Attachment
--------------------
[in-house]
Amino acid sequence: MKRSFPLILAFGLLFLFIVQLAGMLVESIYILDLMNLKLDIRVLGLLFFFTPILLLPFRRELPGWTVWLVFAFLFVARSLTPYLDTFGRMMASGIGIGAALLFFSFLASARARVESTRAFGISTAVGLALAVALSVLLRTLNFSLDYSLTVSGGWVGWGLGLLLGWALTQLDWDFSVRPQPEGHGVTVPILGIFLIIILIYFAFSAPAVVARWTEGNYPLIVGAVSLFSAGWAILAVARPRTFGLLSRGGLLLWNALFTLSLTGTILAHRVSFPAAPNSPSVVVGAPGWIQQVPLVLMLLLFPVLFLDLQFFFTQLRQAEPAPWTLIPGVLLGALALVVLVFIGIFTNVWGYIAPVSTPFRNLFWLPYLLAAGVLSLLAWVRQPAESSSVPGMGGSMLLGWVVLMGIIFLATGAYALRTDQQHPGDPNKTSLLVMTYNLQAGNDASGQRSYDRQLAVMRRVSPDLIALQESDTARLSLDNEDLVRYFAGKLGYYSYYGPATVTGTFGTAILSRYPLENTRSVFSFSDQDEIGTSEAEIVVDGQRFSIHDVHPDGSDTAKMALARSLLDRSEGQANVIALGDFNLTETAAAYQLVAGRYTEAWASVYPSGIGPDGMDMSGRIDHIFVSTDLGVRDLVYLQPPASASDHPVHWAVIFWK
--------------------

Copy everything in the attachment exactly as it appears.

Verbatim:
[in-house]
Amino acid sequence: MKRSFPLILAFGLLFLFIVQLAGMLVESIYILDLMNLKLDIRVLGLLFFFTPILLLPFRRELPGWTVWLVFAFLFVARSLTPYLDTFGRMMASGIGIGAALLFFSFLASARARVESTRAFGISTAVGLALAVALSVLLRTLNFSLDYSLTVSGGWVGWGLGLLLGWALTQLDWDFSVRPQPEGHGVTVPILGIFLIIILIYFAFSAPAVVARWTEGNYPLIVGAVSLFSAGWAILAVARPRTFGLLSRGGLLLWNALFTLSLTGTILAHRVSFPAAPNSPSVVVGAPGWIQQVPLVLMLLLFPVLFLDLQFFFTQLRQAEPAPWTLIPGVLLGALALVVLVFIGIFTNVWGYIAPVSTPFRNLFWLPYLLAAGVLSLLAWVRQPAESSSVPGMGGSMLLGWVVLMGIIFLATGAYALRTDQQHPGDPNKTSLLVMTYNLQAGNDASGQRSYDRQLAVMRRVSPDLIALQESDTARLSLDNEDLVRYFAGKLGYYSYYGPATVTGTFGTAILSRYPLENTRSVFSFSDQDEIGTSEAEIVVDGQRFSIHDVHPDGSDTAKMALARSLLDRSEGQANVIALGDFNLTETAAAYQLVAGRYTEAWASVYPSGIGPDGMDMSGRIDHIFVSTDLGVRDLVYLQPPASASDHPVHWAVIFWK